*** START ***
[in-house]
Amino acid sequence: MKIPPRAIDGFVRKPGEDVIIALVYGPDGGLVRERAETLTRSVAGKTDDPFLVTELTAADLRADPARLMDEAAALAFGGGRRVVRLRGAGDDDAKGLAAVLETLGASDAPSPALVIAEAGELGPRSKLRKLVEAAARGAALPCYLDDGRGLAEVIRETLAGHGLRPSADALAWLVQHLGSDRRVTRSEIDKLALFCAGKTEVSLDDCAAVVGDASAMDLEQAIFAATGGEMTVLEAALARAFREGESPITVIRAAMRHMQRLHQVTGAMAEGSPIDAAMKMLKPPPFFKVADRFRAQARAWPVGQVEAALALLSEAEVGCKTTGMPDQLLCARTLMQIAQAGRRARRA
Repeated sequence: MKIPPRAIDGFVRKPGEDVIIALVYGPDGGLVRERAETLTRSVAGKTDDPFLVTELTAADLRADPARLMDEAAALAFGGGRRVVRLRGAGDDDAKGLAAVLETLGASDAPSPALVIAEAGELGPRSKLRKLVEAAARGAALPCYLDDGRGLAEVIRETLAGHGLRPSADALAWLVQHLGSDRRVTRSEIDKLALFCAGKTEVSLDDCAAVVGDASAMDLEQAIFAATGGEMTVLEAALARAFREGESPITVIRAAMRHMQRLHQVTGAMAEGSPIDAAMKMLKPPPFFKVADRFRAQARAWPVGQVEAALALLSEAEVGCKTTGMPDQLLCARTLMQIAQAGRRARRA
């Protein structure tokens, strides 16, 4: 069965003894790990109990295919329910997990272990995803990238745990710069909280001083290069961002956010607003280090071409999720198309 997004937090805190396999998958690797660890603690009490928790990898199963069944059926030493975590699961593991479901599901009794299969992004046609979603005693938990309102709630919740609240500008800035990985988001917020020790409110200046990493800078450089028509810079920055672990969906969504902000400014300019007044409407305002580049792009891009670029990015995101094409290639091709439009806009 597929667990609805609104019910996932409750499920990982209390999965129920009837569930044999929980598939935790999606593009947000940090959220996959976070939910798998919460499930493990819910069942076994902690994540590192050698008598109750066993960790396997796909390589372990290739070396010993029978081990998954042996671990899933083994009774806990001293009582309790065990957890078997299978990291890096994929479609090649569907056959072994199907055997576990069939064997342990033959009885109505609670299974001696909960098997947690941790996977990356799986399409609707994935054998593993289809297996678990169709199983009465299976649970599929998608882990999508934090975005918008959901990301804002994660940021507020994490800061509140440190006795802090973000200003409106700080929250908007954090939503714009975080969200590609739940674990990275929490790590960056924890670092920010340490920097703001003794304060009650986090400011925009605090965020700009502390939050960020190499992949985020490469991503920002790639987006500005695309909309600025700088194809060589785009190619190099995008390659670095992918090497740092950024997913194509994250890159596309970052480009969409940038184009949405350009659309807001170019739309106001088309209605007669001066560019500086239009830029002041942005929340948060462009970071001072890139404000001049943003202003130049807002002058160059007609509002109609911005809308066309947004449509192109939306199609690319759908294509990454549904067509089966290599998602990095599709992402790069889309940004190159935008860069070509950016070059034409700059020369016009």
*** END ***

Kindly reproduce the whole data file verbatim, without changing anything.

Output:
[in-house]
Amino acid sequence: MKIPPRAIDGFVRKPGEDVIIALVYGPDGGLVRERAETLTRSVAGKTDDPFLVTELTAADLRADPARLMDEAAALAFGGGRRVVRLRGAGDDDAKGLAAVLETLGASDAPSPALVIAEAGELGPRSKLRKLVEAAARGAALPCYLDDGRGLAEVIRETLAGHGLRPSADALAWLVQHLGSDRRVTRSEIDKLALFCAGKTEVSLDDCAAVVGDASAMDLEQAIFAATGGEMTVLEAALARAFREGESPITVIRAAMRHMQRLHQVTGAMAEGSPIDAAMKMLKPPPFFKVADRFRAQARAWPVGQVEAALALLSEAEVGCKTTGMPDQLLCARTLMQIAQAGRRARRA
Repeated sequence: MKIPPRAIDGFVRKPGEDVIIALVYGPDGGLVRERAETLTRSVAGKTDDPFLVTELTAADLRADPARLMDEAAALAFGGGRRVVRLRGAGDDDAKGLAAVLETLGASDAPSPALVIAEAGELGPRSKLRKLVEAAARGAALPCYLDDGRGLAEVIRETLAGHGLRPSADALAWLVQHLGSDRRVTRSEIDKLALFCAGKTEVSLDDCAAVVGDASAMDLEQAIFAATGGEMTVLEAALARAFREGESPITVIRAAMRHMQRLHQVTGAMAEGSPIDAAMKMLKPPPFFKVADRFRAQARAWPVGQVEAALALLSEAEVGCKTTGMPDQLLCARTLMQIAQAGRRARRA
């Protein structure tokens, strides 16, 4: 069965003894790990109990295919329910997990272990995803990238745990710069909280001083290069961002956010607003280090071409999720198309 997004937090805190396999998958690797660890603690009490928790990898199963069944059926030493975590699961593991479901599901009794299969992004046609979603005693938990309102709630919740609240500008800035990985988001917020020790409110200046990493800078450089028509810079920055672990969906969504902000400014300019007044409407305002580049792009891009670029990015995101094409290639091709439009806009 597929667990609805609104019910996932409750499920990982209390999965129920009837569930044999929980598939935790999606593009947000940090959220996959976070939910798998919460499930493990819910069942076994902690994540590192050698008598109750066993960790396997796909390589372990290739070396010993029978081990998954042996671990899933083994009774806990001293009582309790065990957890078997299978990291890096994929479609090649569907056959072994199907055997576990069939064997342990033959009885109505609670299974001696909960098997947690941790996977990356799986399409609707994935054998593993289809297996678990169709199983009465299976649970599929998608882990999508934090975005918008959901990301804002994660940021507020994490800061509140440190006795802090973000200003409106700080929250908007954090939503714009975080969200590609739940674990990275929490790590960056924890670092920010340490920097703001003794304060009650986090400011925009605090965020700009502390939050960020190499992949985020490469991503920002790639987006500005695309909309600025700088194809060589785009190619190099995008390659670095992918090497740092950024997913194509994250890159596309970052480009969409940038184009949405350009659309807001170019739309106001088309209605007669001066560019500086239009830029002041942005929340948060462009970071001072890139404000001049943003202003130049807002002058160059007609509002109609911005809308066309947004449509192109939306199609690319759908294509990454549904067509089966290599998602990095599709992402790069889309940004190159935008860069070509950016070059034409700059020369016009």